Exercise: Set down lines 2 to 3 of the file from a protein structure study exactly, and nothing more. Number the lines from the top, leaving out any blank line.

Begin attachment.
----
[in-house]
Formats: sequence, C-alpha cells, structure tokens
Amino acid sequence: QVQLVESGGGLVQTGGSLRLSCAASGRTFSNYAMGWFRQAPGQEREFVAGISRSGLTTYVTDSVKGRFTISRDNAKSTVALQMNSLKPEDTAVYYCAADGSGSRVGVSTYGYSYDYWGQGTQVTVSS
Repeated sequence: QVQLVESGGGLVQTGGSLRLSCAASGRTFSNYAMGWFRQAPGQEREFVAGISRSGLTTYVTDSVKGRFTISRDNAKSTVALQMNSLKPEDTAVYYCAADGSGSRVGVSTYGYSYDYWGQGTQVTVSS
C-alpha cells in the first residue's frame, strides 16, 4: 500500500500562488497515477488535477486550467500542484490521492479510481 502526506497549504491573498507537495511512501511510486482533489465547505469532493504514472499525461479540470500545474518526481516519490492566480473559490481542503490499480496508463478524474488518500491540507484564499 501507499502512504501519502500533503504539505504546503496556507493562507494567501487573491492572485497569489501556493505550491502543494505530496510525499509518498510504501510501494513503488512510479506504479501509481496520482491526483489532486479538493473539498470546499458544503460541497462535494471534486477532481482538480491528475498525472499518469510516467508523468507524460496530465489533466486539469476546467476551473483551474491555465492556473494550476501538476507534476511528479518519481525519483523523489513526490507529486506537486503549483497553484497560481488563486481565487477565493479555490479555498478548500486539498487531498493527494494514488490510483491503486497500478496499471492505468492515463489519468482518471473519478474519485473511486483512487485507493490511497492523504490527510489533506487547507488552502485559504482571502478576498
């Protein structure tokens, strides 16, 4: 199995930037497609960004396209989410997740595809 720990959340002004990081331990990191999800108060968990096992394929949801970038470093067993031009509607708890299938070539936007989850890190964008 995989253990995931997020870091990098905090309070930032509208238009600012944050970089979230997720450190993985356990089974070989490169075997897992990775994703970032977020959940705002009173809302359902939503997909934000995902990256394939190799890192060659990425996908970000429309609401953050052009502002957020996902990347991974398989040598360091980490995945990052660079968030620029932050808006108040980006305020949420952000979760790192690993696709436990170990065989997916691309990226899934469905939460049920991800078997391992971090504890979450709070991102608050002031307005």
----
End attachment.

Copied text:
Formats: sequence, C-alpha cells, structure tokens
Amino acid sequence: QVQLVESGGGLVQTGGSLRLSCAASGRTFSNYAMGWFRQAPGQEREFVAGISRSGLTTYVTDSVKGRFTISRDNAKSTVALQMNSLKPEDTAVYYCAADGSGSRVGVSTYGYSYDYWGQGTQVTVSS